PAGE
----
Almost everyone enjoys chocolate, even our pets. Although some forms of chocolate have been shown to have beneficial effects for people, they can have detrimental effects for our pets.
Chocolate comes in many different varieties. Typically they fall into one of four categories depending on the amount of cocoa: white chocolate, milk chocolate, dark chocolate or baking chocolate. Cocoa contains the chemical theobromine which is responsible for its toxic effects. The higher the concentration of cocoa, the higher the theobromine concentration. White chocolate contains the least amount of cocoa, whereas, baking chocolate contains the most. Therefore, the amount AND type of chocolate are important when determining if your pet ate a toxic dose. For example, if a Chihuahua ate a 1 ounce block of white chocolate it may only cause mild gastrointestinal upset. However, if the same dog ate a 1 ounce block of baking chocolate it may lead to potentially fatal effects.
If a dog ingests theobromine they may develop vomiting, diarrhea, hyperactivity, tremors, seizures, increased heart rate, arrhythmias (abnormal heart beats) or even death. The effects can develop within hours and can last for several days. Pets with pre-existing diseases, such as heart disease, can be more sensitive to its effects and run the risk of greater side effects.
In addition to theobromine, chocolate contains caffeine which also has a strong stimulant effect. Although most chocolate does not contain a large amount of caffeine, the additive effect with theobromine can compound the stimulant effects.
Chocolate also contains sugar and fat that can be upsetting to the stomach. Most often, this will lead to gastrointestinal signs such as vomiting, diarrhea or nausea. If the chocolate was part of a sugary treat, such as a cake or brownies, the stomach upset can be much worse. In some pets, ingesting a large fatty meal (such as the entire contents of an Easter basket full of chocolate) can lead to a painful and sometimes life threatening condition known as pancreatitis. This is a condition that occurs when the pancreas becomes inflamed due to overstimulation and premature release of digestive enzymes. More aggressive therapy is needed if your dog develops pancreatitis after eating chocolate.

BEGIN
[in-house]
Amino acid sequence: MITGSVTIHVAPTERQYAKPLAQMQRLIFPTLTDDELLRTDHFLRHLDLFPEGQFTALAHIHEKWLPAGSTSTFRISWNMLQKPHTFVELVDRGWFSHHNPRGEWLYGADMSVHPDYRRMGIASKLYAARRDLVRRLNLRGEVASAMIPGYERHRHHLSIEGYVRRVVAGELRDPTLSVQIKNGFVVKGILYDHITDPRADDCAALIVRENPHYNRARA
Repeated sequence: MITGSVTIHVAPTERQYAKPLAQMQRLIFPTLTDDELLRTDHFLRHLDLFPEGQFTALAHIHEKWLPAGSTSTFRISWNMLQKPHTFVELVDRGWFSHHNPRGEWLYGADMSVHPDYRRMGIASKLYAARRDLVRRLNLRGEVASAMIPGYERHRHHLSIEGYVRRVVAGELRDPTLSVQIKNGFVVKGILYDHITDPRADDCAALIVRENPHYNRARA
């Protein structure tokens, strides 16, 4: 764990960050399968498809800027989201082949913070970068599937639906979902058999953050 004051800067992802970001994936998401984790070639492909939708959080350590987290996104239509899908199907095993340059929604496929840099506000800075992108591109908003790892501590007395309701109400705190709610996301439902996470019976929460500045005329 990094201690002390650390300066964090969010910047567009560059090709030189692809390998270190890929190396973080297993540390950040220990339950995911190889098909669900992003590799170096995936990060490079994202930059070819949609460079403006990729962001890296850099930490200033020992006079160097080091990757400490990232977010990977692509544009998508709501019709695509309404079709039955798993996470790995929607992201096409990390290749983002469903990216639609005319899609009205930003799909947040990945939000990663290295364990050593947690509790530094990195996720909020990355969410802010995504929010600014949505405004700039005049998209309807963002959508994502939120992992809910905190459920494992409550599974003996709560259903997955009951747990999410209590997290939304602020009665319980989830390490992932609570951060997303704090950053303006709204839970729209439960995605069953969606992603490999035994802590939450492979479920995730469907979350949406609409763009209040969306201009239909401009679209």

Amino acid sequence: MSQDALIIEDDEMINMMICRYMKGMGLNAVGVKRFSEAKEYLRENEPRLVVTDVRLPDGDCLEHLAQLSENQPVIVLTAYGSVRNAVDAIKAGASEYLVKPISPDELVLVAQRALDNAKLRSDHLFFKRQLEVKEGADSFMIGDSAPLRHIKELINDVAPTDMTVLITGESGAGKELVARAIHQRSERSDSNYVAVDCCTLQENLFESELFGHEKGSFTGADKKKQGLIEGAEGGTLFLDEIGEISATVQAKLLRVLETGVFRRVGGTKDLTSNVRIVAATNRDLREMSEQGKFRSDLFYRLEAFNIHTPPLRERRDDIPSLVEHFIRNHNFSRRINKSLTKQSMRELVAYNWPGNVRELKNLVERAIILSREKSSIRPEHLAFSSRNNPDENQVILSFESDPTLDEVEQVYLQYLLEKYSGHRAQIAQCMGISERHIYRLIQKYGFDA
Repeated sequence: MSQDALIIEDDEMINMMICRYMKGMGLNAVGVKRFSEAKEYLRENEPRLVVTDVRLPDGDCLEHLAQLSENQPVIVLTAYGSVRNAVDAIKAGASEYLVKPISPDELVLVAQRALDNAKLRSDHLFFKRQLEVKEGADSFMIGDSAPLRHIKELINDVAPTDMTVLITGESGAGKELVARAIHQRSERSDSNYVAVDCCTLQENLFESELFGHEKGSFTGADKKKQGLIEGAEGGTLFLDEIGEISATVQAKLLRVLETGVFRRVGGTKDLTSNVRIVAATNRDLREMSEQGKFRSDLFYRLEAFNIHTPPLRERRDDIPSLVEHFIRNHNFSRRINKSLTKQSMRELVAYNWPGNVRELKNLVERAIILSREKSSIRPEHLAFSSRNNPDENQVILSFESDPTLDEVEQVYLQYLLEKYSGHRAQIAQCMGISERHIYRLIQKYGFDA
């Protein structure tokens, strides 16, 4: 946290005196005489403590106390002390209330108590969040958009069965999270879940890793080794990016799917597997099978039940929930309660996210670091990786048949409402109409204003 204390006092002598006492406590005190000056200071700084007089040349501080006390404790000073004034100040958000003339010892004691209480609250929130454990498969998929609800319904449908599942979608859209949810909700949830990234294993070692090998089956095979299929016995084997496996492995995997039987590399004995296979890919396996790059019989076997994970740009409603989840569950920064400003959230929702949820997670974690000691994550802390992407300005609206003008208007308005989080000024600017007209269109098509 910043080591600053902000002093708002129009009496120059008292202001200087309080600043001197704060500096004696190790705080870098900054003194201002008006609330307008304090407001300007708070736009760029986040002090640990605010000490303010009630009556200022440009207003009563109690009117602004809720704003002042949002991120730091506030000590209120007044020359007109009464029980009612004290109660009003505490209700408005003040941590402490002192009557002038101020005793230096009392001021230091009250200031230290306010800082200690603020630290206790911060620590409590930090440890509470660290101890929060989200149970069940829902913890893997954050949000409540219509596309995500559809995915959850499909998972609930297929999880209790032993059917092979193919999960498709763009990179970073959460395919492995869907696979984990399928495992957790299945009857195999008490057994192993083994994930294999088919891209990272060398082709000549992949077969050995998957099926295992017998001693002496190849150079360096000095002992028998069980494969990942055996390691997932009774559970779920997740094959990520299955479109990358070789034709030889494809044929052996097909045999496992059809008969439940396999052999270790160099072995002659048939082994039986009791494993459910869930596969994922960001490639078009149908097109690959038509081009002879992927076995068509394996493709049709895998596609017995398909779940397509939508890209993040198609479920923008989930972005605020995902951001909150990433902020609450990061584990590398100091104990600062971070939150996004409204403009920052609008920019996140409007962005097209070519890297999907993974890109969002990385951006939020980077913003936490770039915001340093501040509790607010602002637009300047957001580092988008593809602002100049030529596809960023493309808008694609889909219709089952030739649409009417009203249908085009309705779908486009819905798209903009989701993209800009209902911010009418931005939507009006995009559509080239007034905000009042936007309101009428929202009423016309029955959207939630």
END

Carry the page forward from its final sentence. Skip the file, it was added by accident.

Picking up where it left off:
As soon as you become aware that your dog may have ingested chocolate, call a veterinary professional immediately to determine the best course of action. In some cases, monitoring at home may be adequate. However, if there is concern that your dog ate a toxic amount, you will be advised to seek treatment at the nearest veterinary hospital. Upon arrival, the doctor may try to induce vomiting to purge any chocolate left in the stomach. Once the stomach has been emptied, your pet may receive activated charcoal and be started on intravenous fluids for monitoring in hospital. The charcoal helps to decrease absorption of the chocolate and the fluids help to flush the toxins that are in blood. Additional medications may be needed to treat more severe symptoms that can occur with chocolate toxicity. These can include cardiac medications for arrhythmias or muscle relaxers for severe muscle tremors.
Most of the toxins are excreted through your dog’s urine and it becomes important to allow your pet to urinate frequently, as these toxins may be reabsorbed through the bladder. It can take up to four days to fully clear the toxins from your dog’s system. After receiving appropriate treatment, most dogs do well and recover with no long term problems. Keeping chocolate containing items out of reach of pets is the key to preventing toxicity.